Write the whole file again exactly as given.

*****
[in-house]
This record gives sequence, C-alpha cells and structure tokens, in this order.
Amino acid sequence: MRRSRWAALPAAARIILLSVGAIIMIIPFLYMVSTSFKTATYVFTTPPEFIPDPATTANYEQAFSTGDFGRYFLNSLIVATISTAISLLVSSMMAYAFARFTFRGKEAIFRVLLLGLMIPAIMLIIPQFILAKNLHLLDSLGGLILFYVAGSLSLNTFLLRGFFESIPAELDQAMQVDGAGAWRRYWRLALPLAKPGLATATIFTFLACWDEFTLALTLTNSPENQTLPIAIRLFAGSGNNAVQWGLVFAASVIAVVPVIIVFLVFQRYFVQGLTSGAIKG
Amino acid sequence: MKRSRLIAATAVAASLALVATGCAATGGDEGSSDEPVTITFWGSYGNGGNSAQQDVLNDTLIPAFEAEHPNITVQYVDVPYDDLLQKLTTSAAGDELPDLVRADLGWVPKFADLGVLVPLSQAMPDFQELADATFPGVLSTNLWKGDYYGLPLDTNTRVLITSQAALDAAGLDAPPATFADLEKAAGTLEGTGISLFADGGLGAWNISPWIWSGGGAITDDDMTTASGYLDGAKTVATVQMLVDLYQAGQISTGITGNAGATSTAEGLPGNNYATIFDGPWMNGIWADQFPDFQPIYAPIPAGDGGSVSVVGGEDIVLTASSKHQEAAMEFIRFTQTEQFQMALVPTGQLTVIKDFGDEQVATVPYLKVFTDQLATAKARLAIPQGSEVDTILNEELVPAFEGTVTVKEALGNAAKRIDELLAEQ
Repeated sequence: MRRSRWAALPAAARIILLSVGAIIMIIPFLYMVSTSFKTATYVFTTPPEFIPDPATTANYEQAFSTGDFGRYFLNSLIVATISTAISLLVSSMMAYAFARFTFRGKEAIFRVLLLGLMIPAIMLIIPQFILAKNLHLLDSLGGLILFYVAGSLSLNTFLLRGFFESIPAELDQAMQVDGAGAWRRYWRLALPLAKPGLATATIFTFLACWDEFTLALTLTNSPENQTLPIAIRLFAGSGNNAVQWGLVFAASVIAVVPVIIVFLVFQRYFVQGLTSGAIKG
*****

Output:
[in-house]
This record gives sequence, C-alpha cells and structure tokens, in this order.
Amino acid sequence: MRRSRWAALPAAARIILLSVGAIIMIIPFLYMVSTSFKTATYVFTTPPEFIPDPATTANYEQAFSTGDFGRYFLNSLIVATISTAISLLVSSMMAYAFARFTFRGKEAIFRVLLLGLMIPAIMLIIPQFILAKNLHLLDSLGGLILFYVAGSLSLNTFLLRGFFESIPAELDQAMQVDGAGAWRRYWRLALPLAKPGLATATIFTFLACWDEFTLALTLTNSPENQTLPIAIRLFAGSGNNAVQWGLVFAASVIAVVPVIIVFLVFQRYFVQGLTSGAIKG
Amino acid sequence: MKRSRLIAATAVAASLALVATGCAATGGDEGSSDEPVTITFWGSYGNGGNSAQQDVLNDTLIPAFEAEHPNITVQYVDVPYDDLLQKLTTSAAGDELPDLVRADLGWVPKFADLGVLVPLSQAMPDFQELADATFPGVLSTNLWKGDYYGLPLDTNTRVLITSQAALDAAGLDAPPATFADLEKAAGTLEGTGISLFADGGLGAWNISPWIWSGGGAITDDDMTTASGYLDGAKTVATVQMLVDLYQAGQISTGITGNAGATSTAEGLPGNNYATIFDGPWMNGIWADQFPDFQPIYAPIPAGDGGSVSVVGGEDIVLTASSKHQEAAMEFIRFTQTEQFQMALVPTGQLTVIKDFGDEQVATVPYLKVFTDQLATAKARLAIPQGSEVDTILNEELVPAFEGTVTVKEALGNAAKRIDELLAEQ
Repeated sequence: MRRSRWAALPAAARIILLSVGAIIMIIPFLYMVSTSFKTATYVFTTPPEFIPDPATTANYEQAFSTGDFGRYFLNSLIVATISTAISLLVSSMMAYAFARFTFRGKEAIFRVLLLGLMIPAIMLIIPQFILAKNLHLLDSLGGLILFYVAGSLSLNTFLLRGFFESIPAELDQAMQVDGAGAWRRYWRLALPLAKPGLATATIFTFLACWDEFTLALTLTNSPENQTLPIAIRLFAGSGNNAVQWGLVFAASVIAVVPVIIVFLVFQRYFVQGLTSGAIKG